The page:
A new study indicates that marine mammals in modern zoos and aquariums are now living longer and healthier lives. This trend is a result of advances in animal care practices centered on animal welfare, according to the researchers.
The research was led by Species360, in collaboration with an international team of dozens of experts.
The study was focused on life expectancy and lifespan equality as indicators of population welfare among marine mammals.
Interestingly, the findings show that marine mammals in zoological environments tend to live longer than those in the wild.
To investigate, the researchers used the Species360 Zoological Information Management System (ZIMS) – the world’s most comprehensive database on wildlife in human care.
The experts processed an enormous cache of data, spanning 200 years, starting from the early 1800s up to 2020.
The primary focus was on four marine mammal species: harbor seal, California sea lion, polar bear, and common bottlenose dolphin.
The goal was to estimate the improvement in their living conditions and verify it by the increasing number of individuals attaining old age.
In a comparative analysis, the team examined data from wild populations of the same species. The study revealed that, remarkably, the life expectancy of the captive mammal species has surged by more than threefold.
Furthermore, the mortality rate in the first year of life has plummeted by up to 31% in the past century in the studied zoos and aquariums. Currently, these species enjoy a life expectancy that is two to three times higher in zoos and aquariums than in the wild.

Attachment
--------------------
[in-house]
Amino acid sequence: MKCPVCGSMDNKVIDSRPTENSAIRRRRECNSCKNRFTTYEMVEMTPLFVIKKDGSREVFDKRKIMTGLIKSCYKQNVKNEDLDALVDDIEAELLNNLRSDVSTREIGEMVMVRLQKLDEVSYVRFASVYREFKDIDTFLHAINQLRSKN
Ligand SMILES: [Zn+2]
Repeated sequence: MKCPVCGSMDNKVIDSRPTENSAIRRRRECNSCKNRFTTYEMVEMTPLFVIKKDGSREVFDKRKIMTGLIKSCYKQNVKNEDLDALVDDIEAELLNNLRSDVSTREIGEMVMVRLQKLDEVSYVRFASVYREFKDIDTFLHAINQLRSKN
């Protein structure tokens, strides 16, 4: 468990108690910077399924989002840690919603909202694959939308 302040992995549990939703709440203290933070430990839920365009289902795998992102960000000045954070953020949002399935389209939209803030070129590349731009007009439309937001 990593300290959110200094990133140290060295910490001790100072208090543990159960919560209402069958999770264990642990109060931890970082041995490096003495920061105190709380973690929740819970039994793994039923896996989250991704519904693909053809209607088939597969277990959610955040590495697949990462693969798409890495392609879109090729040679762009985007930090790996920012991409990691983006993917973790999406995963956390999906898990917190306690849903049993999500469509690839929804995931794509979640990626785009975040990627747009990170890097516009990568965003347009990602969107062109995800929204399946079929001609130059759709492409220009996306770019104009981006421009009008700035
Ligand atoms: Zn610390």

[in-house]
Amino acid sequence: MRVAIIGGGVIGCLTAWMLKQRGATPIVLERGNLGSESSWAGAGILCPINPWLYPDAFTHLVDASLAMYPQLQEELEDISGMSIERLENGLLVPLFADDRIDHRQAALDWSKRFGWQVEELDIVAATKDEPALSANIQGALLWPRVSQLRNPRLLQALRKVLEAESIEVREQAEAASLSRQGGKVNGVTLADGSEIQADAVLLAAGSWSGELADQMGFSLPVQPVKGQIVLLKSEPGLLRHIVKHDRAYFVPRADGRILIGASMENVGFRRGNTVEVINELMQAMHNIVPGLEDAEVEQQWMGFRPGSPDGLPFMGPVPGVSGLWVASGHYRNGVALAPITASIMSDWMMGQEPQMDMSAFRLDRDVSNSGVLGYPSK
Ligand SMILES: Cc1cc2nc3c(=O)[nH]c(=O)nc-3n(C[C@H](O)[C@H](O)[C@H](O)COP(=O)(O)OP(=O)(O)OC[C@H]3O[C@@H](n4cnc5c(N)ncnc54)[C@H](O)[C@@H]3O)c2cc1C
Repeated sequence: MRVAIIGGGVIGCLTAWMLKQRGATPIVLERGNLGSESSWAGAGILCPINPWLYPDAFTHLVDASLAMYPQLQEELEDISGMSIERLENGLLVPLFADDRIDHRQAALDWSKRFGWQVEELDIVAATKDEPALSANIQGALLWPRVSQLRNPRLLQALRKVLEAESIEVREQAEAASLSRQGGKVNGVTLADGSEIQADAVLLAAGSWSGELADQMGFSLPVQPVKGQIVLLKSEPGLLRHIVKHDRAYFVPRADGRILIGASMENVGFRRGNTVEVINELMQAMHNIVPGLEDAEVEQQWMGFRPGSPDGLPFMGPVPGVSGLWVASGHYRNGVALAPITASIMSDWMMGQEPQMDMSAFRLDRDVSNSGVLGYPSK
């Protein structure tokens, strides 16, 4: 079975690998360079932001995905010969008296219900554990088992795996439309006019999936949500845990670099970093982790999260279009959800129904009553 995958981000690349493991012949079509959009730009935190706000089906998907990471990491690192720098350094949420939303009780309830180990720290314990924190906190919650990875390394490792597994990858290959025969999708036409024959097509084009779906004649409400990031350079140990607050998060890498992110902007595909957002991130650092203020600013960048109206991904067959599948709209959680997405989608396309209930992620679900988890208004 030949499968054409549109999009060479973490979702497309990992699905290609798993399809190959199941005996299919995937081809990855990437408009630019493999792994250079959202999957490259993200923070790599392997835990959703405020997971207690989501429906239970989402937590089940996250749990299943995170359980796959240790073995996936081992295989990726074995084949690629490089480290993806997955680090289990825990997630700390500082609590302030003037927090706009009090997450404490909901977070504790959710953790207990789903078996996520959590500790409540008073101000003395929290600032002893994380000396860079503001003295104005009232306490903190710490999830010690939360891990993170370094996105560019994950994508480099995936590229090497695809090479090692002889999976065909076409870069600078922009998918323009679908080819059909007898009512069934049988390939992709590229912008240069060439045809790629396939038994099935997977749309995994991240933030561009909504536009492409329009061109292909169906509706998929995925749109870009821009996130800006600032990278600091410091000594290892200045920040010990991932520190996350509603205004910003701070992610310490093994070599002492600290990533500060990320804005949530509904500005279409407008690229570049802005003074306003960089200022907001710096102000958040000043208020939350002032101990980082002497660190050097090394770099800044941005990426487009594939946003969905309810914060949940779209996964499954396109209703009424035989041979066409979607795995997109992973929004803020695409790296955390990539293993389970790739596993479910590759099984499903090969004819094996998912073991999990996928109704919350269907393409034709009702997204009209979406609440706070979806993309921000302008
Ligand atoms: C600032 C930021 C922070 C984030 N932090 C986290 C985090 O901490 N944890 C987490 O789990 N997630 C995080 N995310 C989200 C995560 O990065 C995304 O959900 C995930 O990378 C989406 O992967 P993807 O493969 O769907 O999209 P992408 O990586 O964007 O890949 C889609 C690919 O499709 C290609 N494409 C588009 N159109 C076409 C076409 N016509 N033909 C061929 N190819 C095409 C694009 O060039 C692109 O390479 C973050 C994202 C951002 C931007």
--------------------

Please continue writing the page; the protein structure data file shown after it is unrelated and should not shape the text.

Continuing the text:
The study also incorporated an analysis to gauge the quality of extended lives and the mitigation of unpredictable early deaths.
The results showed that there has been an upward trajectory in lifespan equality for all four species in captive environments. This means that not only are these animals living longer, but their quality of life has also improved.
A pivotal turning point was observed from the 1990s onwards, which the researchers attribute to enhancements in zoological practices.
These include advanced veterinary care, improved environmental conditions, enriched nutrition, and the inclusion of positive reinforcement training in routine animal examinations.
Study lead author Dr. Morgane Tidière of the University of Southern Denmark emphasized the transformative journey of zoological institutions.
“Our findings indicate that significant progress has been made in enhancing the welfare of marine mammals in zoological institutions, as a result of improvements in management practices in progressive zoos and aquariums. Professional zoos and aquariums of today cannot be compared to zoos 30 years ago,” said Dr. Tidière.
“This kind of research is possible as a result of the standardized data collected and shared by Species360 member zoos and aquariums around the world.”
The study authors emphasize that these findings predominantly represent the average welfare standards of marine mammals in Species360 member institutions, but not necessarily the global standards of all zoos and aquariums.
The hope is that these results will motivate other establishments to refine their animal management practices.
The study stands as a significant contribution to the debate on animal welfare in zoos and aquariums, highlighting the critical role of scientific research in shaping the future of animal care in these institutions.
The research is published in the journal Proceedings of the Royal Society B Biological Sciences.
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